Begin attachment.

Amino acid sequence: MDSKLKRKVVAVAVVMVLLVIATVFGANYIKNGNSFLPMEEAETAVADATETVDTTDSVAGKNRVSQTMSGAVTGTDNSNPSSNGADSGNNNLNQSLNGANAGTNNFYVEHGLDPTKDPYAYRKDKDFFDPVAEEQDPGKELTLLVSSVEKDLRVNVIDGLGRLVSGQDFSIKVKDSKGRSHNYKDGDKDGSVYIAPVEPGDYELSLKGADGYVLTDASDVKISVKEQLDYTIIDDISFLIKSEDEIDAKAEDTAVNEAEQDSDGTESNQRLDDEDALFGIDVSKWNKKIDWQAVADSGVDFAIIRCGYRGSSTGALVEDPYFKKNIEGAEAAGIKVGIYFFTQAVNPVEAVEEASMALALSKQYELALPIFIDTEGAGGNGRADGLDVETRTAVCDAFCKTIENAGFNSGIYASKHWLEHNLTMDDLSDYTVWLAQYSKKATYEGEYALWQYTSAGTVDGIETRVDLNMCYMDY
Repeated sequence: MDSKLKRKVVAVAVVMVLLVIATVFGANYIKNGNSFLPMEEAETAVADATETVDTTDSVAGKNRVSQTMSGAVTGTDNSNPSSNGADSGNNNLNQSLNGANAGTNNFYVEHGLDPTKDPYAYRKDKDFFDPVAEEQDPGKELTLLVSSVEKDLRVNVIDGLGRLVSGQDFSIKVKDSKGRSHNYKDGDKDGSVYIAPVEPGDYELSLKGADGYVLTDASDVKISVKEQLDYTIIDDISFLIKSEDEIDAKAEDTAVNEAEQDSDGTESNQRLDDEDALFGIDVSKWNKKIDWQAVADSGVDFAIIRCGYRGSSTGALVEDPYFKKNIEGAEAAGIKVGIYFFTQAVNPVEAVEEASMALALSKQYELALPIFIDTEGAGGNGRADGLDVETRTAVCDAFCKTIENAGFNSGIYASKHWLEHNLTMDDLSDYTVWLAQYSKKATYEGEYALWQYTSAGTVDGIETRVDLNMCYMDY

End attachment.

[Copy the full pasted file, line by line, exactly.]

Amino acid sequence: MDSKLKRKVVAVAVVMVLLVIATVFGANYIKNGNSFLPMEEAETAVADATETVDTTDSVAGKNRVSQTMSGAVTGTDNSNPSSNGADSGNNNLNQSLNGANAGTNNFYVEHGLDPTKDPYAYRKDKDFFDPVAEEQDPGKELTLLVSSVEKDLRVNVIDGLGRLVSGQDFSIKVKDSKGRSHNYKDGDKDGSVYIAPVEPGDYELSLKGADGYVLTDASDVKISVKEQLDYTIIDDISFLIKSEDEIDAKAEDTAVNEAEQDSDGTESNQRLDDEDALFGIDVSKWNKKIDWQAVADSGVDFAIIRCGYRGSSTGALVEDPYFKKNIEGAEAAGIKVGIYFFTQAVNPVEAVEEASMALALSKQYELALPIFIDTEGAGGNGRADGLDVETRTAVCDAFCKTIENAGFNSGIYASKHWLEHNLTMDDLSDYTVWLAQYSKKATYEGEYALWQYTSAGTVDGIETRVDLNMCYMDY
Repeated sequence: MDSKLKRKVVAVAVVMVLLVIATVFGANYIKNGNSFLPMEEAETAVADATETVDTTDSVAGKNRVSQTMSGAVTGTDNSNPSSNGADSGNNNLNQSLNGANAGTNNFYVEHGLDPTKDPYAYRKDKDFFDPVAEEQDPGKELTLLVSSVEKDLRVNVIDGLGRLVSGQDFSIKVKDSKGRSHNYKDGDKDGSVYIAPVEPGDYELSLKGADGYVLTDASDVKISVKEQLDYTIIDDISFLIKSEDEIDAKAEDTAVNEAEQDSDGTESNQRLDDEDALFGIDVSKWNKKIDWQAVADSGVDFAIIRCGYRGSSTGALVEDPYFKKNIEGAEAAGIKVGIYFFTQAVNPVEAVEEASMALALSKQYELALPIFIDTEGAGGNGRADGLDVETRTAVCDAFCKTIENAGFNSGIYASKHWLEHNLTMDDLSDYTVWLAQYSKKATYEGEYALWQYTSAGTVDGIETRVDLNMCYMDY